1 Introduction |
1. In March we published a report on the cost
of motor insurance which looked at the reasons for the very significant
increases in quoted premiums in recent years.
The AA calculated that the average of the lowest three quotes
from 90 providers (the 'shoparound' average) for comprehensive
cover increased by 39.3% in the year to October 2010. Our report
triggered a positive public reaction: we received numerous letters
from members of the public about their premiums and how their
claims were handled. During the last eight months there have been
a number of further developments which led us to hold a further
oral evidence session, on 11 October, and to publish this report.
We are grateful to our witnesses on 11 October and to the individuals
and organisations who volunteered further written evidence.
2. The main developments relating to the cost
of motor insurance since our last report can be summarised as
- Quoted premiums have continued
to rise, but more slowly than before. The AA's shoparound average
fell by 0.3% between the second and third quarters of 2011, although
the annual rate of increase remains well above inflation at 16.4%.
Quoted premiums for younger drivers continued to rise.
- Rt Hon Jack Straw MP introduced a bill to Parliament
under the ten minute rule procedure to ban the payment of referral
fees, establish new standards relating to the evidence required
and damages payable for whiplash, to reform the Pre-Action Protocol
for Personal Injury Claims in Road Traffic Accidents, and to set
requirements in respect of risk pricing for personal injury claims.
- The Government brought forward legislation to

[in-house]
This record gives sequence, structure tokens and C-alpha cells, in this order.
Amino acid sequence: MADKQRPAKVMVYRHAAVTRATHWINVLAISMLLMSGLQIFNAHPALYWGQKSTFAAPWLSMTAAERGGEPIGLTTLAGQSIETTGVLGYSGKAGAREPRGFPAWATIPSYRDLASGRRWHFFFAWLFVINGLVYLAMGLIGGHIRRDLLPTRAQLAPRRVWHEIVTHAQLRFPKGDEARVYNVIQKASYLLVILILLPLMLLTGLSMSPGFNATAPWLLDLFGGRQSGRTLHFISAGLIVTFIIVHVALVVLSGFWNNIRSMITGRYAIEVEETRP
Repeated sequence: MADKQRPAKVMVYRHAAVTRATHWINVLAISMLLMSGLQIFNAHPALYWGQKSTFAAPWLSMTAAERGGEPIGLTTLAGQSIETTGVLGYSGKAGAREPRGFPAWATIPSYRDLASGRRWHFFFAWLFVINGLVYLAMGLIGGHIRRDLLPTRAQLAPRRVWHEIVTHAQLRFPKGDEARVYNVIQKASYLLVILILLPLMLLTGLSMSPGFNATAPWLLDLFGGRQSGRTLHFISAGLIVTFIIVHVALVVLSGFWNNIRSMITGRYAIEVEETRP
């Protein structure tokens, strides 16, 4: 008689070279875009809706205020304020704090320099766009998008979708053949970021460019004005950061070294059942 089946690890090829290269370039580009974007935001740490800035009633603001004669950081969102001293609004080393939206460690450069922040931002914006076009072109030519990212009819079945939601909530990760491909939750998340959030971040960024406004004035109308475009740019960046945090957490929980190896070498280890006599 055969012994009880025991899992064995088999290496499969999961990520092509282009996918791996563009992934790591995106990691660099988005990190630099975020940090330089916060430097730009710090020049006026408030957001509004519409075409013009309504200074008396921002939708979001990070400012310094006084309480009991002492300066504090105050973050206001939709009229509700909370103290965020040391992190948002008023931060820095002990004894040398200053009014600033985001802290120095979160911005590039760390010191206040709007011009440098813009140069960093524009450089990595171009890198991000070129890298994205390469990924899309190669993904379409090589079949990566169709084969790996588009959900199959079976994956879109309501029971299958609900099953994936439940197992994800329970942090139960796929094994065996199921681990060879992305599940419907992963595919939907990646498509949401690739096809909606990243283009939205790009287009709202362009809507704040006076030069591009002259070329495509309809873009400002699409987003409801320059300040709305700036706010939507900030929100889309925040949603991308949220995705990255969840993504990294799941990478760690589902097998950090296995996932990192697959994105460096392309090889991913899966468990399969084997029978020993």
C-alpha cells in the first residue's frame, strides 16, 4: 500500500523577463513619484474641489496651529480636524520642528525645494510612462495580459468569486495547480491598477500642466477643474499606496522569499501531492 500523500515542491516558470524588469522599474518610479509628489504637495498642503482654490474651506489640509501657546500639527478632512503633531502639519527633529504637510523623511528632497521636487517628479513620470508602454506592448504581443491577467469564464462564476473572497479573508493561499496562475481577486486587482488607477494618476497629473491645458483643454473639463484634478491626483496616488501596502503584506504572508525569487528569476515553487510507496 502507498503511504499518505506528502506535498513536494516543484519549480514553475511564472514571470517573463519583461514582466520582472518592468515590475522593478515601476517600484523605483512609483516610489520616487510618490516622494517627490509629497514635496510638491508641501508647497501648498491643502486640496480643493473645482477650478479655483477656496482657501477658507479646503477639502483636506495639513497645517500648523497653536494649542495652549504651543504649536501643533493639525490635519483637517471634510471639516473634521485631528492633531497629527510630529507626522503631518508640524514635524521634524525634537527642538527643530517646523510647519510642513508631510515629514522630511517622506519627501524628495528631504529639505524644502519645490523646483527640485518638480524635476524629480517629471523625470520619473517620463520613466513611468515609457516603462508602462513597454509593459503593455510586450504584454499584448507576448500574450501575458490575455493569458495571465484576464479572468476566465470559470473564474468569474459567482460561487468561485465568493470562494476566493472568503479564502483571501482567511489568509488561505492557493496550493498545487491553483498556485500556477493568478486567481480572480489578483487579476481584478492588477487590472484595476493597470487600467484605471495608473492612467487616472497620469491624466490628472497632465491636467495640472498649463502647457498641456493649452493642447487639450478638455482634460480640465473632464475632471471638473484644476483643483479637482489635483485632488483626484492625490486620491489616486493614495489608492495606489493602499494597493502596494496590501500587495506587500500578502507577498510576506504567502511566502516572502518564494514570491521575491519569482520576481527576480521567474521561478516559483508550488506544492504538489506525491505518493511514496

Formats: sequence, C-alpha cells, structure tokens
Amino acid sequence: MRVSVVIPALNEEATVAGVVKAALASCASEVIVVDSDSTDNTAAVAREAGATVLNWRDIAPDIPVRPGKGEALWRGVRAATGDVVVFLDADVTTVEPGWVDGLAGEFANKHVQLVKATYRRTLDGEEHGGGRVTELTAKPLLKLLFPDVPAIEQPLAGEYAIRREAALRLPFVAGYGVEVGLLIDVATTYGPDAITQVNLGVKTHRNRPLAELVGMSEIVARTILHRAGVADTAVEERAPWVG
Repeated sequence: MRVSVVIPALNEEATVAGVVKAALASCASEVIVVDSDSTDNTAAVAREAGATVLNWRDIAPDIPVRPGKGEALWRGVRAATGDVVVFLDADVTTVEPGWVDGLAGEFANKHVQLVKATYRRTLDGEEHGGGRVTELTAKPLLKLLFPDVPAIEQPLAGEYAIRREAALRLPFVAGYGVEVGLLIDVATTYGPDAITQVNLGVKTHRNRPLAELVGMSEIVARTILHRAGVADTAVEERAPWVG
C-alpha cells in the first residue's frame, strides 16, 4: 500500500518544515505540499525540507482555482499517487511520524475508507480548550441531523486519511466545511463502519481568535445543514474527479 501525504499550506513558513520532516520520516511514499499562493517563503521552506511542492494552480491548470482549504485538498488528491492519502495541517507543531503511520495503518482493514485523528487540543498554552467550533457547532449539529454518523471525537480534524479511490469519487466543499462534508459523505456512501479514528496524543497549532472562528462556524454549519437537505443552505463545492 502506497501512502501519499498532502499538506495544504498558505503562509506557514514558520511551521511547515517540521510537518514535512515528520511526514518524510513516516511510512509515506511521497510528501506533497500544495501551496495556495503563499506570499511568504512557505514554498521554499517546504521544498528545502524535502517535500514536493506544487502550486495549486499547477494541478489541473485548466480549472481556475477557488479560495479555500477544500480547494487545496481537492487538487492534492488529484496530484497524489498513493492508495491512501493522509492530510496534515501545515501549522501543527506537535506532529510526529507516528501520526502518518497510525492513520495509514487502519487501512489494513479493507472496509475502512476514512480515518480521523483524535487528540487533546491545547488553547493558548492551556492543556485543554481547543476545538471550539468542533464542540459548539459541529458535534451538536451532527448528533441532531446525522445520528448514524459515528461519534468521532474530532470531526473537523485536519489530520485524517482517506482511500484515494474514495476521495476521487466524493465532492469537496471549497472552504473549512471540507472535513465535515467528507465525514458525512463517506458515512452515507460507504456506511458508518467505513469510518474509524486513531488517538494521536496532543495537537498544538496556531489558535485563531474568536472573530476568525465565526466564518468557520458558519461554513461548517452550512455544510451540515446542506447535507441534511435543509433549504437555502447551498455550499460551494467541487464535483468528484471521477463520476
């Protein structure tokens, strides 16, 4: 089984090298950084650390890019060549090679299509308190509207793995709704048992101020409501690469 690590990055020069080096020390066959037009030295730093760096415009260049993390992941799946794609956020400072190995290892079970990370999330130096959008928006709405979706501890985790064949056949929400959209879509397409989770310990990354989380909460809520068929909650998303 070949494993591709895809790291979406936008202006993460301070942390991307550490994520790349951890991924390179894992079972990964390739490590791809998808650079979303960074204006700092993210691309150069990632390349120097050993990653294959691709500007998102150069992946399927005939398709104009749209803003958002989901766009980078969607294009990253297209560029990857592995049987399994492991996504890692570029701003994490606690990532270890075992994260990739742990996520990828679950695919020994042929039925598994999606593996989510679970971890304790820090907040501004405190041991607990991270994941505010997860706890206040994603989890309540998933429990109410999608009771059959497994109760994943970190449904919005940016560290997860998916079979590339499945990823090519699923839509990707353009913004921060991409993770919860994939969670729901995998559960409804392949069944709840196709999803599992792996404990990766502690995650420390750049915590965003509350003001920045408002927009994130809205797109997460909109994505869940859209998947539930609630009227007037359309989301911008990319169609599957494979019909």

ban referral fees in personal injury cases, as part of the Legal
Aid, Sentencing and Punishment of Offenders Bill which is now
in the House of Lords.
The Justice Committee welcomed the Government's
commitment to ban referral fees but said it did not believe the
ban should be limited to personal injury cases.
- The OFT issued a call for evidence to establish
the background to recent reports of rising UK private motor insurance
premiums and consider whether further work may be necessary to
improve the way the market works.
In addition, we received the Government reply to
our report, which we published in September.
3. As part of our continuing work in this area
we took up an offer from Young Marmalade, a firm specialising
in insurance for young drivers, to conduct a survey of their customers'
attitudes to young drivers. The full results and a summary of
the comments received can be found in the annex to this report.
The headline results were:
- 96% of young drivers think
they are being priced off the road because of high motor insurance
- 21% have considered driving without insurance,
because of the high cost of premiums.
- 30% have considered altering the information
they provided to insurance firms in order to secure a lower quote.
This included 15% who considered changing the main driver of the
cara potentially illegal practice known as 'fronting'.
- 57% were unaware that, after an accident, insurance
firms often pass personal details to a solicitor, car hire firm
or garage in return for a referral fee.
4. In this report we comment on events relating
to motor insurance since March and review how policy is developing
in the areas we identified as contributing to higher premiums.
1 The cost of motor insurance, Fourth Report,
Session 2010-12, HC 591 (hereafter CMI first report). Back
Ev 19. Back
HC Deb, 13 Sep 11 cc 898-98. Back
See HC Deb, 1 Nov 11, cc 822-50. Back
Referral fees and the theft of personal data: evidence from
the Information Commissioner, Ninth Report, Session 2010-12,
HC 1473, paragraphs 10-14. Back
OFT press release, 8 September 2011. Back
Fifth Special Report, 2010-12, HC 1466 (hereafter Government